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digitalmars.D - Just a thought with slices.

reply J Anderson <REMOVEanderson badmama.com.au> writes:
Just a thought with slices.  What about if the namespaces became 
optional inside the square brackets (ie like a with statement).

ie
= test[0..length];

instead of:
= test[0..test.length];

Then you could also do negative versions like:

= test[0..length-10];

Since we use length in slices all the time, this would be handy syntax 
sugar.

This would also apply to UDT's.

-- 
-Anderson: http://badmama.com.au/~anderson/
May 10 2004
next sibling parent reply Norbert Nemec <Norbert.Nemec gmx.de> writes:
I think the '$' idea is much simpler than that. Especially, if we have
multidimensional arrays one day, where there is not only one length but
several ranges for the individual dimensions.

(B.t.w: I chose the term "range" over "length" for multidimensional arrays,
since it would seems strange to talk of several lengths instead of width,
height or whatever. "length" should of course continue to for
one-dimensional arrays as an alternative term)

        test[0..test.range[0]-1,0..test.range[1]]

would then become

        test[0..$-1,0..$-1]



J Anderson wrote:

 Just a thought with slices.  What about if the namespaces became
 optional inside the square brackets (ie like a with statement).
 
 ie
 = test[0..length];
 
 instead of:
 = test[0..test.length];
 
 Then you could also do negative versions like:
 
 = test[0..length-10];
 
 Since we use length in slices all the time, this would be handy syntax
 sugar.
 
 This would also apply to UDT's.

May 10 2004
parent reply J Anderson <REMOVEanderson badmama.com.au> writes:
Norbert Nemec wrote:

I think the '$' idea is much simpler than that. Especially, if we have
multidimensional arrays one day, where there is not only one length but
several ranges for the individual dimensions.

(B.t.w: I chose the term "range" over "length" for multidimensional arrays,
since it would seems strange to talk of several lengths instead of width,
height or whatever. "length" should of course continue to for
one-dimensional arrays as an alternative term)

        test[0..test.range[0]-1,0..test.range[1]]

would then become

        test[0..$-1,0..$-1]
  

common mathematical ones). As soon as I see $, it's yet another symbol I have to go away and learn. Besides with UDT's you would have access (without the dot) to any public member defined in that class not just length. -- -Anderson: http://badmama.com.au/~anderson/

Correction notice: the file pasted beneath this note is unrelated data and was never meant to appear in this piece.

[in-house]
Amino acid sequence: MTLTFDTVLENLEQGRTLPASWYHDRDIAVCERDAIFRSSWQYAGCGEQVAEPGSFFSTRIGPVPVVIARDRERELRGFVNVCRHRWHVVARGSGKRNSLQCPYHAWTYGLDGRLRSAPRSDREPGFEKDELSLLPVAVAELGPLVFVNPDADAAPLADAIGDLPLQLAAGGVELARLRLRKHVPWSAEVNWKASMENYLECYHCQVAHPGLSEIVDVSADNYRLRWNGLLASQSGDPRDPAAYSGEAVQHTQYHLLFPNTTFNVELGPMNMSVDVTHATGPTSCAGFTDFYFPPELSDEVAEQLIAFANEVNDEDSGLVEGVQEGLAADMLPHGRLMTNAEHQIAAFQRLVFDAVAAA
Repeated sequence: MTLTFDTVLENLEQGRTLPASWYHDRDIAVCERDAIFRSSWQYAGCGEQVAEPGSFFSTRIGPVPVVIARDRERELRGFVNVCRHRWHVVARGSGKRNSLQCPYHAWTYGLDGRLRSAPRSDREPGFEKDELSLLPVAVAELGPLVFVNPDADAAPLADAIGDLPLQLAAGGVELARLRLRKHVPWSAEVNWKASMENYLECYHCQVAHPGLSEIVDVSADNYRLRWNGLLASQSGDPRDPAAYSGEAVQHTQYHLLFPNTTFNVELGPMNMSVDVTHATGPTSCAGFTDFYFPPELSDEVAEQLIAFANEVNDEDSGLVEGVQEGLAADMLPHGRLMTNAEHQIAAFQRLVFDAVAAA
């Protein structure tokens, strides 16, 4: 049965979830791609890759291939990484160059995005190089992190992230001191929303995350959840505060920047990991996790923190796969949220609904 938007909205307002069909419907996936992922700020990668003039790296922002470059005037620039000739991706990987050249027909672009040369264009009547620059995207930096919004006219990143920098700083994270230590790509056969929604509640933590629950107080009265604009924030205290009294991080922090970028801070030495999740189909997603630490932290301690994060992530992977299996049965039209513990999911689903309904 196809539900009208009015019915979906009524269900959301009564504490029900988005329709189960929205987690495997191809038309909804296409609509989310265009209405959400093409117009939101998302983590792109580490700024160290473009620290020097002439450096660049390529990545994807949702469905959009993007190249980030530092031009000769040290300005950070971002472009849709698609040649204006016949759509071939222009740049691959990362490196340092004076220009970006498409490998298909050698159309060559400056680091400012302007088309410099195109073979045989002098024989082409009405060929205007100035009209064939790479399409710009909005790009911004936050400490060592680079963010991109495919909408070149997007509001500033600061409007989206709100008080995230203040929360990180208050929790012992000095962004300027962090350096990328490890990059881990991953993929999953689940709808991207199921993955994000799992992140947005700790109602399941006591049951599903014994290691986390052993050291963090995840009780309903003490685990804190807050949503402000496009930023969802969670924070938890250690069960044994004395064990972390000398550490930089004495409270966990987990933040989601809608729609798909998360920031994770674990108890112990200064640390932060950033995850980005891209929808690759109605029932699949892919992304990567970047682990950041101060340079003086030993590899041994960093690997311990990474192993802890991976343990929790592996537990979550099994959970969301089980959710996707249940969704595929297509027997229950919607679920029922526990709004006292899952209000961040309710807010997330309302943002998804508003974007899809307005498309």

May 10 2004
parent reply Norbert Nemec <Norbert.Nemec gmx.de> writes:
J Anderson wrote:

 Norbert Nemec wrote:
 
I think the '$' idea is much simpler than that. Especially, if we have
multidimensional arrays one day, where there is not only one length but
several ranges for the individual dimensions.

(B.t.w: I chose the term "range" over "length" for multidimensional
arrays, since it would seems strange to talk of several lengths instead of
width, height or whatever. "length" should of course continue to for
one-dimensional arrays as an alternative term)

        test[0..test.range[0]-1,0..test.range[1]]

would then become

        test[0..$-1,0..$-1]
  

common mathematical ones). As soon as I see $, it's yet another symbol I have to go away and learn.

That's the same with every new language concept. And the meaning of $ is far easier to understand than the concept that inside of [] you are in a different namespace.
 Besides with UDT's you would have access
 (without the dot) to any public member defined in that class not just
 length.

True, but that might just as well be confusing, if the class defines members that you are not interested in, colliding with whatever you actually want to access. Besides: what other class members would you access so often in within brackets, that this would really make a big difference?
May 10 2004
parent reply Kevin Bealer <Kevin_member pathlink.com> writes:
In article <c7o8n6$29p$1 digitaldaemon.com>, Norbert Nemec says...
.
 Besides with UDT's you would have access
 (without the dot) to any public member defined in that class not just
 length.

True, but that might just as well be confusing, if the class defines members that you are not interested in, colliding with whatever you actually want to access. Besides: what other class members would you access so often in within brackets, that this would really make a big difference?

Regard this simple string class; regard this simple find method: string has_waldo("micro-miniature waldo fabricator"); string wheres_waldo( has_waldo[find("waldo")..length] ); Kevin
May 10 2004
parent Norbert Nemec <Norbert.Nemec gmx.de> writes:
Kevin Bealer wrote:

 In article <c7o8n6$29p$1 digitaldaemon.com>, Norbert Nemec says...